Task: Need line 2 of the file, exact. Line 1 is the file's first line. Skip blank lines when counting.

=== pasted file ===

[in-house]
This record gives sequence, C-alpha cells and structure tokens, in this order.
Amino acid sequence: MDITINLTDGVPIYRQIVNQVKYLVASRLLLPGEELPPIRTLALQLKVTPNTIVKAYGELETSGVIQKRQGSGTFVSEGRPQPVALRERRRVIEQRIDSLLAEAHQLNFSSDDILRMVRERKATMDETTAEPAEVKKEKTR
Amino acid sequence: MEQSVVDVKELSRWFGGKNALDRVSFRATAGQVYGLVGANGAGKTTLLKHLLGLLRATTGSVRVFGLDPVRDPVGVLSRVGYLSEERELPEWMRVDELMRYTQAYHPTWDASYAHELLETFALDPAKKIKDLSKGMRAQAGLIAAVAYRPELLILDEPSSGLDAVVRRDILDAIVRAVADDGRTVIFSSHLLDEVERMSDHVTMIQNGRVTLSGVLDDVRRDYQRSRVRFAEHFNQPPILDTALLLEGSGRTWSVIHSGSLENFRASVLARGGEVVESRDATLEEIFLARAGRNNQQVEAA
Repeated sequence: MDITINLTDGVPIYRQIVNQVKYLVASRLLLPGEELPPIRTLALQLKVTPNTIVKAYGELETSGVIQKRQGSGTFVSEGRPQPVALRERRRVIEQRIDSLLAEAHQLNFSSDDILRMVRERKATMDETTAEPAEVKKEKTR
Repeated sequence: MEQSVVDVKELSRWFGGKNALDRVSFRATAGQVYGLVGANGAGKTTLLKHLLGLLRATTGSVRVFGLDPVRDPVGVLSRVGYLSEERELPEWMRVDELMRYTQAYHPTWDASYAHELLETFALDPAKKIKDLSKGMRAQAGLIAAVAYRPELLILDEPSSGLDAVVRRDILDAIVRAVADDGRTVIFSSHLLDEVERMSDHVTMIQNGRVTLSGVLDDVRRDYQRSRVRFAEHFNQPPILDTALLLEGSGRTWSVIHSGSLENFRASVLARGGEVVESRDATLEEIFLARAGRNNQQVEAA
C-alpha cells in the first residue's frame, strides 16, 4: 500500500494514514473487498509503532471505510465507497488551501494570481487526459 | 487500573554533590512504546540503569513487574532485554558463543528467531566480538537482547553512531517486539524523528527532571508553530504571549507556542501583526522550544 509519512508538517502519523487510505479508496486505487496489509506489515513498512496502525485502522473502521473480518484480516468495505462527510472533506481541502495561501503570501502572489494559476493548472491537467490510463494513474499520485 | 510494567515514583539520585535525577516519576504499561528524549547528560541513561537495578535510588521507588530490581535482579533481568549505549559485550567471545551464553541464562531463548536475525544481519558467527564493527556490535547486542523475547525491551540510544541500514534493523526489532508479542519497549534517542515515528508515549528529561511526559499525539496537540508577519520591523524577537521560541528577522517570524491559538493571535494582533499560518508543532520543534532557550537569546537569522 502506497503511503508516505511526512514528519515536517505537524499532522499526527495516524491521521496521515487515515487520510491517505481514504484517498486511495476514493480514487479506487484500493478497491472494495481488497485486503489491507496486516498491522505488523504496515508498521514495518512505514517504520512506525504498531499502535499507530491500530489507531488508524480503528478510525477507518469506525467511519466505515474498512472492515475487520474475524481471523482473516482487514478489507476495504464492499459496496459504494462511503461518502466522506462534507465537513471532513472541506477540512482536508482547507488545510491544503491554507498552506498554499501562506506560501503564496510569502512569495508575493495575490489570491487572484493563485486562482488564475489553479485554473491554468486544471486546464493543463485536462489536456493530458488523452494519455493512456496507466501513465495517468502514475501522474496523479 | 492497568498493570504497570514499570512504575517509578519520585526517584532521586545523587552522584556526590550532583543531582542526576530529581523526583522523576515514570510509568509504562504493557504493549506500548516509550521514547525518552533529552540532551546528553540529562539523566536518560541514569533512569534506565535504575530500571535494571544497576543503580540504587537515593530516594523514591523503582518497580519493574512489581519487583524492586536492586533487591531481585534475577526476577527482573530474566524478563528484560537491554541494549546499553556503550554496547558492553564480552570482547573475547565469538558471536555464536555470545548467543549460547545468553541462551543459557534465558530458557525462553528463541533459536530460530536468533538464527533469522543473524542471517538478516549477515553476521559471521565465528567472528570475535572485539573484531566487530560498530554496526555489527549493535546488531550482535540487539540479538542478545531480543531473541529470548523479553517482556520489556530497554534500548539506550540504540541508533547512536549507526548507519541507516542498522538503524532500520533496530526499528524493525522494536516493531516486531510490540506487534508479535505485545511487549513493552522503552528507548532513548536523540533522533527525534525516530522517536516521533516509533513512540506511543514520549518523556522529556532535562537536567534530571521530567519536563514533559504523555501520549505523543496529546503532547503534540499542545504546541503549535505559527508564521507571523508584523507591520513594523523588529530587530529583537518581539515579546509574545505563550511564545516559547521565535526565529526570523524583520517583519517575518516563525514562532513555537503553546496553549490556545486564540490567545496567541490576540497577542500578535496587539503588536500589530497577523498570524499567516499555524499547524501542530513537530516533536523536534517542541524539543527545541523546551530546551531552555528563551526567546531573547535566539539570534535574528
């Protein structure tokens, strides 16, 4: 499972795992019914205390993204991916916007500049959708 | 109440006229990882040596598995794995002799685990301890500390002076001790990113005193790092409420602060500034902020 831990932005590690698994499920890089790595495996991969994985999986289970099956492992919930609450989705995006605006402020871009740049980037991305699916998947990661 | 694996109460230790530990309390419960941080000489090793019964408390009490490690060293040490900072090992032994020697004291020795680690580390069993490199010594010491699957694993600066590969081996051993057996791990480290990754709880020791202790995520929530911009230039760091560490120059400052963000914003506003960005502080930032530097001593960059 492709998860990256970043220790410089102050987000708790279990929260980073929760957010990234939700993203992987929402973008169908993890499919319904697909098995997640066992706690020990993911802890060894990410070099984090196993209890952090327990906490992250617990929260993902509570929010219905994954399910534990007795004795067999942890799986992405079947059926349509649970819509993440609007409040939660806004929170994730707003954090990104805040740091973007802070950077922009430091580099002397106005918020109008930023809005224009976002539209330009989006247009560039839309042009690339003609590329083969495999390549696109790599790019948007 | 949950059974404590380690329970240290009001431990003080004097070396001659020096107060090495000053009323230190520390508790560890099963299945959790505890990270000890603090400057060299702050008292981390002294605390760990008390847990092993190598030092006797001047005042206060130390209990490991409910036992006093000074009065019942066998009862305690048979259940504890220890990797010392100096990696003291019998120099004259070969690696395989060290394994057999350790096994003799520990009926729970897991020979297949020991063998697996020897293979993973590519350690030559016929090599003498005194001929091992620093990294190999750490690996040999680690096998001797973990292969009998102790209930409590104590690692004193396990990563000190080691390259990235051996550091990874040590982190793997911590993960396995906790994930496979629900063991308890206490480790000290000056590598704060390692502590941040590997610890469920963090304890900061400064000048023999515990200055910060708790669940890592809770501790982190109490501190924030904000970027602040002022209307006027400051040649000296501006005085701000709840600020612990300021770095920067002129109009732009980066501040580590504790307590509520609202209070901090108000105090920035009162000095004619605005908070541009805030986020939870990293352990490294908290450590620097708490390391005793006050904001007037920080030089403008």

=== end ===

This record gives sequence, C-alpha cells and structure tokens, in this order.